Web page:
Could ART Therapy Help PTSD Sufferers?

With its combination of therapeutic techniques involving eye movement desensitization and reprocessing (EMDR) and cognitive behavioral therapy (CBT), accelerated resolution therapy (ART) is quickly gaining traction among a large subset of mental health professionals as an effective treatment for post-traumatic stress disorder. With an estimated 7-8% of people in the United States alone suffering from PTSD, that could be very good news for sufferers indeed.

So what exactly is ART therapy, and why is it proving so effective in helping individuals to cope with traumatic experiences?

According to nbcdfw.com, theories behind the therapy are based around the centrality of traumatic images in the experience of PTSD. By enabling individuals with PTSD to confront traumatic images during rapid eye movement exercises and CBT sessions, psychologists, psychiatrists, and other therapists hope that sufferers may become desensitized to the traumatic images that they hold within their memories. If that desensitization can happen, the thinking goes, the images will no longer cause sufferers to relive traumatic events to such a debilitating degree.

Moreover, ART therapy may be effective in enabling PTSD sufferers to process their trauma. Avoidance of traumatic memories tends to keep faulty beliefs around traumatic memories intact, and because they avoid processing emotions around traumatic events, a vast majority of sufferers of PTSD end up blaming themselves for the trauma that they have experienced.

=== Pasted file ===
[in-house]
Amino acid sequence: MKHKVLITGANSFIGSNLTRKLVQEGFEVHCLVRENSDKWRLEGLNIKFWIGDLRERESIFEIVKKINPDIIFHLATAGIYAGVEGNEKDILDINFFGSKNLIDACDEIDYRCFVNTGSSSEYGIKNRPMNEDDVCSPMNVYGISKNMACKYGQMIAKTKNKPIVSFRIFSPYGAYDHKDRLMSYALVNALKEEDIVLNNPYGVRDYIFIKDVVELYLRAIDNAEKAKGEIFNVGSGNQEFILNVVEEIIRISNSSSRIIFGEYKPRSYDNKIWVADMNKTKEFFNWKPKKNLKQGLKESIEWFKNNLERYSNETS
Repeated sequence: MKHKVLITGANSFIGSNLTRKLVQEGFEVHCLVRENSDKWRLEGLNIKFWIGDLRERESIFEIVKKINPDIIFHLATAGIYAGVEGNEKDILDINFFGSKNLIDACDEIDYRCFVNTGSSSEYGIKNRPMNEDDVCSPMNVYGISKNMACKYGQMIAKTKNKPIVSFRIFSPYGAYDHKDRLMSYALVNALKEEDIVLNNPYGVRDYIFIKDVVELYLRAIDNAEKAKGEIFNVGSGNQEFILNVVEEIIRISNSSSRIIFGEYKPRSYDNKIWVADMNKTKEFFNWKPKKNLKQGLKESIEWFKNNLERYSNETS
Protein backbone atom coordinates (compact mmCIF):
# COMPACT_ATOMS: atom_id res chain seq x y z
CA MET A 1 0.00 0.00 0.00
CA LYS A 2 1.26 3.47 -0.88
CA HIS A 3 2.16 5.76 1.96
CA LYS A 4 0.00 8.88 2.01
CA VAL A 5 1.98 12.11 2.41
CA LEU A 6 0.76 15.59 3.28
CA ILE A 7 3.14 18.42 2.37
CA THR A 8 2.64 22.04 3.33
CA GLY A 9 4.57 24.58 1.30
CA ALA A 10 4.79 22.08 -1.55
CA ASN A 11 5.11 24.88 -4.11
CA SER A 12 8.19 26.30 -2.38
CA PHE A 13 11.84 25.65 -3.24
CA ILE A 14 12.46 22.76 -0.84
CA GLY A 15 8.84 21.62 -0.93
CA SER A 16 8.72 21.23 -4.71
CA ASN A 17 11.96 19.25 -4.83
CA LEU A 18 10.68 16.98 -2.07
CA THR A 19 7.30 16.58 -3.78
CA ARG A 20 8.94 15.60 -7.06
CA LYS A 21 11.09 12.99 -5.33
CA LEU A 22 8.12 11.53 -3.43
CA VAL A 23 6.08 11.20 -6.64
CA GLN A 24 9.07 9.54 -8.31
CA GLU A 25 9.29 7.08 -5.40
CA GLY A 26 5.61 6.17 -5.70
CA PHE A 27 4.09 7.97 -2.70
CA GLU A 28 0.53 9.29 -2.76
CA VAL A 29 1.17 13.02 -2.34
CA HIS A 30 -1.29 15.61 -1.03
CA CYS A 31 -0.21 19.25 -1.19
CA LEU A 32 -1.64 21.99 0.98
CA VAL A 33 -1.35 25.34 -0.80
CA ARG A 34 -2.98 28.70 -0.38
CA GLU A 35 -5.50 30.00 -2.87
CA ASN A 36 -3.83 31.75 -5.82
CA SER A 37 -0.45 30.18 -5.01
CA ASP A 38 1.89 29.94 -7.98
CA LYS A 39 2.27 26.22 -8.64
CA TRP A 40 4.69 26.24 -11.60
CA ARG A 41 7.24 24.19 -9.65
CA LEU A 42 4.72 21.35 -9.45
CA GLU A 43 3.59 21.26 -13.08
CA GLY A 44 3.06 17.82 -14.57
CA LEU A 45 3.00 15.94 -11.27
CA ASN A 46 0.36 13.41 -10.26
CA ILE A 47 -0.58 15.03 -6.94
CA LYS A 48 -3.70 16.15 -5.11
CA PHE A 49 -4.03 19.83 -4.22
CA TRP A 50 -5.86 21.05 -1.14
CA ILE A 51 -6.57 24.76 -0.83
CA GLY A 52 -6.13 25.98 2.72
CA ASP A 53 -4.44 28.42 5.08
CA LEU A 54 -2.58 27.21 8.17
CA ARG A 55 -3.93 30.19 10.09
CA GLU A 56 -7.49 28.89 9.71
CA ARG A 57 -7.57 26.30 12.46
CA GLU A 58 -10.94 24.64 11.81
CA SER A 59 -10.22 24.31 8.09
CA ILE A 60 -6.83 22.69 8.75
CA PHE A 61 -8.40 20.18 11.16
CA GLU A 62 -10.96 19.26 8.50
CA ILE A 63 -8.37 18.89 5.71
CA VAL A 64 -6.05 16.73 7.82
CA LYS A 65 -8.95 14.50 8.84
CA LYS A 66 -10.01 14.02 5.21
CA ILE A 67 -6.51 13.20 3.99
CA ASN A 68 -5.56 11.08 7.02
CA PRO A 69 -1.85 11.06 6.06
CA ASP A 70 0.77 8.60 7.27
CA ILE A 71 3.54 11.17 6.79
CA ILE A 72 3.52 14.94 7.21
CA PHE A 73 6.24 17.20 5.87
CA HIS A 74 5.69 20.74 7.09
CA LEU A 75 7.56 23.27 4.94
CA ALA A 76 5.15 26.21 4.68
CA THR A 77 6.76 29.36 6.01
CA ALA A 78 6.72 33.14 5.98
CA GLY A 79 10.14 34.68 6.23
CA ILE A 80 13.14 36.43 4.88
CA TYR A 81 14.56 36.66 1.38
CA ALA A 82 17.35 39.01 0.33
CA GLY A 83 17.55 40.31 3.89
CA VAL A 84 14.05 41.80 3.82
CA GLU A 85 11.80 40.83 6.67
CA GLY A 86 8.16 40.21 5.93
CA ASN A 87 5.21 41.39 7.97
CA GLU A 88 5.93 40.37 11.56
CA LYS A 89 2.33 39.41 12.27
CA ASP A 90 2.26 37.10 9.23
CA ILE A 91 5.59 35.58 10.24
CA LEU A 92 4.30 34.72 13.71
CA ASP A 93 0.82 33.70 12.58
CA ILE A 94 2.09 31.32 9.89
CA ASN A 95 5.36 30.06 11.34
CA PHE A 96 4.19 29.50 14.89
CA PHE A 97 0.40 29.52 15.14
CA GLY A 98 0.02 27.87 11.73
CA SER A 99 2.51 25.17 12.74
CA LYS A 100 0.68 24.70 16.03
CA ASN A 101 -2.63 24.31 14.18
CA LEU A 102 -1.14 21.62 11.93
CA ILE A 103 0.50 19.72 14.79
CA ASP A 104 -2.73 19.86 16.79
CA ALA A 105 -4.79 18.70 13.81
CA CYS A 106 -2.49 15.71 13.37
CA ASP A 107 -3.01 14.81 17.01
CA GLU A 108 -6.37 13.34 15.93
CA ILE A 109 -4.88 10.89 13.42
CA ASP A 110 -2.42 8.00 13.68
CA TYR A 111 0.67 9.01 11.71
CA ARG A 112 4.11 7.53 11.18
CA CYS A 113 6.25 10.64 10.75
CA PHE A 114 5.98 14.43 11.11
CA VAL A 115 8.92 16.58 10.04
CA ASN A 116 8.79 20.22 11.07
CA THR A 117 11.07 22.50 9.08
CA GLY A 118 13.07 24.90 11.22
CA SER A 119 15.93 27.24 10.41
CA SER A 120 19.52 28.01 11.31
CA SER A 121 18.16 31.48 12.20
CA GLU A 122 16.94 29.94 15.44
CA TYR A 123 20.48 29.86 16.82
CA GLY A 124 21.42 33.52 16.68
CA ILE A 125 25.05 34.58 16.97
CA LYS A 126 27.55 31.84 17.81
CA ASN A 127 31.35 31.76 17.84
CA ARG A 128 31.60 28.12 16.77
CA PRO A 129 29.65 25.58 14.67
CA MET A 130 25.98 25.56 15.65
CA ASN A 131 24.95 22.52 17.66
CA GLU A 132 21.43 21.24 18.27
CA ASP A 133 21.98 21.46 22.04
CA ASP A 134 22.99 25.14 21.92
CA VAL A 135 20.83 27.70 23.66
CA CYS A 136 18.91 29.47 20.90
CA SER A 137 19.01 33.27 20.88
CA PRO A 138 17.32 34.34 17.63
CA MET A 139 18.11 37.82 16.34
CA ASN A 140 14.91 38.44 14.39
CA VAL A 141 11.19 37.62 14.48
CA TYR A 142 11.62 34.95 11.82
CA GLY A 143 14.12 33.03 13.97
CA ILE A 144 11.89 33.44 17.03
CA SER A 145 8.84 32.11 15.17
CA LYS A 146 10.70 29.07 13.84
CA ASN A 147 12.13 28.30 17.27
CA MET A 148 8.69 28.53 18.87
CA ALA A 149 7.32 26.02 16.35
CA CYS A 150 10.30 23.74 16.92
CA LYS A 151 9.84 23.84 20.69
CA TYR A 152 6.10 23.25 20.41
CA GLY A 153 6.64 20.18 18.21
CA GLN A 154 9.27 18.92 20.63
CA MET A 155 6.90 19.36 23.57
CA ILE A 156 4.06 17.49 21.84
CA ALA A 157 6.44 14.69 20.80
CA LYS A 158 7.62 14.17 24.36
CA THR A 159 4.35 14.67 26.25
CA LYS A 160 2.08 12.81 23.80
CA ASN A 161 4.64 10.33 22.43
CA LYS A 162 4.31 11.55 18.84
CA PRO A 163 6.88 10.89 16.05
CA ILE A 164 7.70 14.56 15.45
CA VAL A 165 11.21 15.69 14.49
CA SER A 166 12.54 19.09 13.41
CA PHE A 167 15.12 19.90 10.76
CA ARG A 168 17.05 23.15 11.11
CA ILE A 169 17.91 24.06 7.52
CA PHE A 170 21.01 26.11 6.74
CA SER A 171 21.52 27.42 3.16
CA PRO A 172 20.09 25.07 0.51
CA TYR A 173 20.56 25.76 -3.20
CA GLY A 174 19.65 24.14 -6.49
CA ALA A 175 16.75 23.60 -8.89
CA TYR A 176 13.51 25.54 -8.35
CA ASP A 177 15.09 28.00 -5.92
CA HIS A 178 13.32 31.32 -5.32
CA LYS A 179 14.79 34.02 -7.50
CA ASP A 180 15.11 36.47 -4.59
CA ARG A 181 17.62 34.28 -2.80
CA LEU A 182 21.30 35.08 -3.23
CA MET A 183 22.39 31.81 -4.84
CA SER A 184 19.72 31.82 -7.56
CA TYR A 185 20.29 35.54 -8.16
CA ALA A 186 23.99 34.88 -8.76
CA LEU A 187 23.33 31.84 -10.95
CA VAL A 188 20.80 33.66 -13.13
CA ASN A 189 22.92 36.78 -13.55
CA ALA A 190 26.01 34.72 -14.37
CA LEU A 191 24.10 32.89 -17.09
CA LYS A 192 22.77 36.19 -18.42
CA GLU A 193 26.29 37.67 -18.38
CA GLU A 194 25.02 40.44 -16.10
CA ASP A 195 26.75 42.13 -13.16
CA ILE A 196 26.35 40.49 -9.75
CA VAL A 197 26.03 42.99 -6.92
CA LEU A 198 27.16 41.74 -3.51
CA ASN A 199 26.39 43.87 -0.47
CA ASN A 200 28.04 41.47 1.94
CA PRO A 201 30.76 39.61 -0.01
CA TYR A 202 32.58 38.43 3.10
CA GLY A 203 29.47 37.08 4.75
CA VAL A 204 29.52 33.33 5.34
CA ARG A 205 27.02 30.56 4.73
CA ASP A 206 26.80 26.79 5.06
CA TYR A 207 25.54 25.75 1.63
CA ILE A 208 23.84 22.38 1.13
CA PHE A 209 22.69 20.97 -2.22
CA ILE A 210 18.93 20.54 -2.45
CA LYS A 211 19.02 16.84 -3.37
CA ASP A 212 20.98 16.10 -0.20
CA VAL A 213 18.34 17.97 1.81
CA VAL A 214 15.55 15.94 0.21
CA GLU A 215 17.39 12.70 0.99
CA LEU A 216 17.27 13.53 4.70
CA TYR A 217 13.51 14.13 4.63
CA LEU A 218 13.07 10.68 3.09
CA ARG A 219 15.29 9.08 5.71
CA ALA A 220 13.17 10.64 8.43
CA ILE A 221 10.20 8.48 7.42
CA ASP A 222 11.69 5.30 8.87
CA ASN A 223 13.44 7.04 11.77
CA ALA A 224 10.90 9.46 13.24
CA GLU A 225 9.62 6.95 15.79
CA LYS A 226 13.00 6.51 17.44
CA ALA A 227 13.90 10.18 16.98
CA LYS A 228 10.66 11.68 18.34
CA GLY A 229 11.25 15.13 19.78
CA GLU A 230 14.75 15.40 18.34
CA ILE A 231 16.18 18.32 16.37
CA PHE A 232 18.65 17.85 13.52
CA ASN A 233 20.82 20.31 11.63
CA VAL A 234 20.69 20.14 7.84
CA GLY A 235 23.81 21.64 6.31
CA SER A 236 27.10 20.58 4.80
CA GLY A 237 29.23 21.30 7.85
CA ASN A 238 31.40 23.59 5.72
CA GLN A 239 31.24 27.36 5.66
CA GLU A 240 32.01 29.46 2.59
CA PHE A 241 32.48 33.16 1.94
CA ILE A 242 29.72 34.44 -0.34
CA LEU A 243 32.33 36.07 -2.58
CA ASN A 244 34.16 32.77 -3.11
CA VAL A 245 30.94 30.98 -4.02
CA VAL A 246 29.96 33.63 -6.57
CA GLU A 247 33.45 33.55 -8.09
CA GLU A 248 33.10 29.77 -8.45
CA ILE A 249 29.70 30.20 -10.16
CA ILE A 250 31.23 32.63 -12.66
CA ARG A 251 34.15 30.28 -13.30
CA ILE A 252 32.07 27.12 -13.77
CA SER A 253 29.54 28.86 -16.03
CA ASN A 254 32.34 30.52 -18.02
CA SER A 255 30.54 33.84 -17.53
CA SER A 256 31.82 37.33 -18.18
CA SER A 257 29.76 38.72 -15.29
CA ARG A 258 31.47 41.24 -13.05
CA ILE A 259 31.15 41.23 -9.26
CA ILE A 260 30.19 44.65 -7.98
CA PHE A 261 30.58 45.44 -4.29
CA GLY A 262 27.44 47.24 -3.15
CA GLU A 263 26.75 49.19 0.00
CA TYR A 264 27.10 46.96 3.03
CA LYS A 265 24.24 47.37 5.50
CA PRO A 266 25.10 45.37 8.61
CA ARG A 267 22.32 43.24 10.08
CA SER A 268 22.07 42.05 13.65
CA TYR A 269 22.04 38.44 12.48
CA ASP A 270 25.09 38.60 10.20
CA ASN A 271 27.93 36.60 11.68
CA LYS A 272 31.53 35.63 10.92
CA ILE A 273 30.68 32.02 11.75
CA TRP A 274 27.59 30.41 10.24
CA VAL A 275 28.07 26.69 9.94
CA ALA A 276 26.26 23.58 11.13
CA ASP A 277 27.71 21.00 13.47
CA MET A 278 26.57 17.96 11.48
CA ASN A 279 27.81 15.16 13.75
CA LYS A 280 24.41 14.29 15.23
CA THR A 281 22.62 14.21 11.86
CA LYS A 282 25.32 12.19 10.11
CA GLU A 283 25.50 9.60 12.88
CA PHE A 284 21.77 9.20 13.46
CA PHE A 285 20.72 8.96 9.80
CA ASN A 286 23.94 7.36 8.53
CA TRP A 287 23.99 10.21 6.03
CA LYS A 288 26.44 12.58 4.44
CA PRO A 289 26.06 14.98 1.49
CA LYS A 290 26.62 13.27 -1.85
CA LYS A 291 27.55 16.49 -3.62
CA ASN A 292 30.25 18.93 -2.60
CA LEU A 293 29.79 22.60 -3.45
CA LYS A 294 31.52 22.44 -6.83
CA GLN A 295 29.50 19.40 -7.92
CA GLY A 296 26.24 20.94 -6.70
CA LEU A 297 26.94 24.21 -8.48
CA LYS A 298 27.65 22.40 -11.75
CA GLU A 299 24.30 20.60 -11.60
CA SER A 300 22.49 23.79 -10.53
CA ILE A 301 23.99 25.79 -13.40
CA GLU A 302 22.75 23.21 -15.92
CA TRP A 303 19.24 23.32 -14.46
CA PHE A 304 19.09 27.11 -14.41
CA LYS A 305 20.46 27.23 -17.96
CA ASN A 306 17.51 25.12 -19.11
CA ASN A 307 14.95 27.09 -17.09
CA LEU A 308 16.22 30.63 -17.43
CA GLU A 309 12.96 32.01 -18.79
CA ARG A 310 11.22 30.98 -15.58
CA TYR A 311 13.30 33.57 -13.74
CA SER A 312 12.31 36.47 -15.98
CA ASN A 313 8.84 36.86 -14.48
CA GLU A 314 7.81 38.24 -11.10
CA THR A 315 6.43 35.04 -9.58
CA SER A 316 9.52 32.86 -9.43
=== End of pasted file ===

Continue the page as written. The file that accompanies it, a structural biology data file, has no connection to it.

Theories around the efficacy of eye movement therapy on PTSD have been used in EMDR therapy for years, however, so what is the difference between ART therapy and EMDR? The answer may lie in the degree to which therapists control the context of the therapy to bring about a solution for patients.

In contrast to EMDR therapy, for example, ART patients tend to be given a specific number of eye movement exercises to perform; mental health professionals also direct patients to bring up specific memories and images into their mind rather than free associate about traumatic memories. This is a different approach to EMDR therapy, wherein patients have no set limit on the amount of rapid eye movement exercises they can complete and tend to determine for themselves which traumatic memories to engage with.

For these reasons, ART therapy may gain a serious foothold as a treatment option for PTSD in the years to come. The jury is still out on the efficacy of ART therapy as a treatment for traumatic memories, but for many PTSD sufferers, the wider availability of ART treatments may be cause for hope and celebration.

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